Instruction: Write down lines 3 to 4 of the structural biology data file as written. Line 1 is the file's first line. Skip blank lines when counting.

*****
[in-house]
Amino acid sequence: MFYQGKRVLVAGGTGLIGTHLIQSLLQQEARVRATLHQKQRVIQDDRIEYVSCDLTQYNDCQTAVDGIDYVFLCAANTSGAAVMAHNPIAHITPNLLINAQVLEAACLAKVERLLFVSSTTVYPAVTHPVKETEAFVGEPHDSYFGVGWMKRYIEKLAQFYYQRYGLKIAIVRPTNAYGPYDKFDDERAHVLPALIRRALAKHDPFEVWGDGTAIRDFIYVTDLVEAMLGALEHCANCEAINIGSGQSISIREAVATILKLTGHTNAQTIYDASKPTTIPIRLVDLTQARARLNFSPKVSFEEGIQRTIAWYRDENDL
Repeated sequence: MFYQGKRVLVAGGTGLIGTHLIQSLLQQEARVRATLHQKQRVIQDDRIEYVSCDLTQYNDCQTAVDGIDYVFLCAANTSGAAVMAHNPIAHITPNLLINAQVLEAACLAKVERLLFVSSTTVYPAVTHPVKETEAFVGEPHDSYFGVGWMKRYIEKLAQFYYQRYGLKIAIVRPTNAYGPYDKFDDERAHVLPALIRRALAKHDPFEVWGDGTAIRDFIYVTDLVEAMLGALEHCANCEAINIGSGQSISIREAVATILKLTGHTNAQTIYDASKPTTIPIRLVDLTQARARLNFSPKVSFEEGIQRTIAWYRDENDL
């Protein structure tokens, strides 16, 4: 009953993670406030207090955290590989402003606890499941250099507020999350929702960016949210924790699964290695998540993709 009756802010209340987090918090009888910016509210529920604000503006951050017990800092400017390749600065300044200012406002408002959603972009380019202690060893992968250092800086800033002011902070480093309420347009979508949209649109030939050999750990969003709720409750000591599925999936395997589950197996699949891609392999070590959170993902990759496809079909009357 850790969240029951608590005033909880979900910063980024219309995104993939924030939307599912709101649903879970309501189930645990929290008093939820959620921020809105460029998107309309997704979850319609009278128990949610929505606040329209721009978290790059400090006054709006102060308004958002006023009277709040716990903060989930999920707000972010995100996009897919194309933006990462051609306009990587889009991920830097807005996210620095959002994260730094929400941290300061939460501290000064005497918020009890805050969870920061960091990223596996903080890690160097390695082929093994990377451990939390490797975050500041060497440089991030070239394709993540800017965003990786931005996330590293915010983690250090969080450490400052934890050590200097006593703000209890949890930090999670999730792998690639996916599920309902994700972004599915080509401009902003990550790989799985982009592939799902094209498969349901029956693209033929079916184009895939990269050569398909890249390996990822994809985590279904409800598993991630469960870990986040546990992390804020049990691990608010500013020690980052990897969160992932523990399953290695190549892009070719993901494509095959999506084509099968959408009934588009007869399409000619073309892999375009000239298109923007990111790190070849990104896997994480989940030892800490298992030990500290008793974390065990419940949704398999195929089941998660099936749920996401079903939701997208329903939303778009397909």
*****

Repeated sequence: MFYQGKRVLVAGGTGLIGTHLIQSLLQQEARVRATLHQKQRVIQDDRIEYVSCDLTQYNDCQTAVDGIDYVFLCAANTSGAAVMAHNPIAHITPNLLINAQVLEAACLAKVERLLFVSSTTVYPAVTHPVKETEAFVGEPHDSYFGVGWMKRYIEKLAQFYYQRYGLKIAIVRPTNAYGPYDKFDDERAHVLPALIRRALAKHDPFEVWGDGTAIRDFIYVTDLVEAMLGALEHCANCEAINIGSGQSISIREAVATILKLTGHTNAQTIYDASKPTTIPIRLVDLTQARARLNFSPKVSFEEGIQRTIAWYRDENDL
């Protein structure tokens, strides 16, 4: 009953993670406030207090955290590989402003606890499941250099507020999350929702960016949210924790699964290695998540993709 009756802010209340987090918090009888910016509210529920604000503006951050017990800092400017390749600065300044200012406002408002959603972009380019202690060893992968250092800086800033002011902070480093309420347009979508949209649109030939050999750990969003709720409750000591599925999936395997589950197996699949891609392999070590959170993902990759496809079909009357 850790969240029951608590005033909880979900910063980024219309995104993939924030939307599912709101649903879970309501189930645990929290008093939820959620921020809105460029998107309309997704979850319609009278128990949610929505606040329209721009978290790059400090006054709006102060308004958002006023009277709040716990903060989930999920707000972010995100996009897919194309933006990462051609306009990587889009991920830097807005996210620095959002994260730094929400941290300061939460501290000064005497918020009890805050969870920061960091990223596996903080890690160097390695082929093994990377451990939390490797975050500041060497440089991030070239394709993540800017965003990786931005996330590293915010983690250090969080450490400052934890050590200097006593703000209890949890930090999670999730792998690639996916599920309902994700972004599915080509401009902003990550790989799985982009592939799902094209498969349901029956693209033929079916184009895939990269050569398909890249390996990822994809985590279904409800598993991630469960870990986040546990992390804020049990691990608010500013020690980052990897969160992932523990399953290695190549892009070719993901494509095959999506084509099968959408009934588009007869399409000619073309892999375009000239298109923007990111790190070849990104896997994480989940030892800490298992030990500290008793974390065990419940949704398999195929089941998660099936749920996401079903939701997208329903939303778009397909």